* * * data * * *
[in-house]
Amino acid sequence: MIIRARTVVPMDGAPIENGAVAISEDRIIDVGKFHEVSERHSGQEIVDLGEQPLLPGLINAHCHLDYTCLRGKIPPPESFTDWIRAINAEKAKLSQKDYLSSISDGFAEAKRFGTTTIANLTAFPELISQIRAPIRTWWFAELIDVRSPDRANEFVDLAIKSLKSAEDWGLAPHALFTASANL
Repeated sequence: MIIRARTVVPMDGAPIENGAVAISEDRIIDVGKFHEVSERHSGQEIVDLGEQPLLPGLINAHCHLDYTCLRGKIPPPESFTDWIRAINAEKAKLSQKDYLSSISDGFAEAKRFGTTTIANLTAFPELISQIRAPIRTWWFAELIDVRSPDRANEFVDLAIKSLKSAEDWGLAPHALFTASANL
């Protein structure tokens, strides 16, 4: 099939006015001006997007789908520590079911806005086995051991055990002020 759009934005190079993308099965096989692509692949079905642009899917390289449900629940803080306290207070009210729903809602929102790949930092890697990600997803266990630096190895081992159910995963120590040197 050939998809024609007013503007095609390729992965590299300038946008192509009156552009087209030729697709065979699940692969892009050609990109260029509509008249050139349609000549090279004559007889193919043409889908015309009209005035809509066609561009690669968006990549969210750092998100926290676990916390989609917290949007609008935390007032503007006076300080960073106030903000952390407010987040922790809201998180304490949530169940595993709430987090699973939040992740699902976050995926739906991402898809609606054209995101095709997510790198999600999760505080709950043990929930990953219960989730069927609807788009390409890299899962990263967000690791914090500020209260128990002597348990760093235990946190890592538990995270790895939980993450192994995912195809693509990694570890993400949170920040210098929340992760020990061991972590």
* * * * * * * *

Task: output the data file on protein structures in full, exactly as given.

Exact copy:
[in-house]
Amino acid sequence: MIIRARTVVPMDGAPIENGAVAISEDRIIDVGKFHEVSERHSGQEIVDLGEQPLLPGLINAHCHLDYTCLRGKIPPPESFTDWIRAINAEKAKLSQKDYLSSISDGFAEAKRFGTTTIANLTAFPELISQIRAPIRTWWFAELIDVRSPDRANEFVDLAIKSLKSAEDWGLAPHALFTASANL
Repeated sequence: MIIRARTVVPMDGAPIENGAVAISEDRIIDVGKFHEVSERHSGQEIVDLGEQPLLPGLINAHCHLDYTCLRGKIPPPESFTDWIRAINAEKAKLSQKDYLSSISDGFAEAKRFGTTTIANLTAFPELISQIRAPIRTWWFAELIDVRSPDRANEFVDLAIKSLKSAEDWGLAPHALFTASANL
């Protein structure tokens, strides 16, 4: 099939006015001006997007789908520590079911806005086995051991055990002020 759009934005190079993308099965096989692509692949079905642009899917390289449900629940803080306290207070009210729903809602929102790949930092890697990600997803266990630096190895081992159910995963120590040197 050939998809024609007013503007095609390729992965590299300038946008192509009156552009087209030729697709065979699940692969892009050609990109260029509509008249050139349609000549090279004559007889193919043409889908015309009209005035809509066609561009690669968006990549969210750092998100926290676990916390989609917290949007609008935390007032503007006076300080960073106030903000952390407010987040922790809201998180304490949530169940595993709430987090699973939040992740699902976050995926739906991402898809609606054209995101095709997510790198999600999760505080709950043990929930990953219960989730069927609807788009390409890299899962990263967000690791914090500020209260128990002597348990760093235990946190890592538990995270790895939980993450192994995912195809693509990694570890993400949170920040210098929340992760020990061991972590």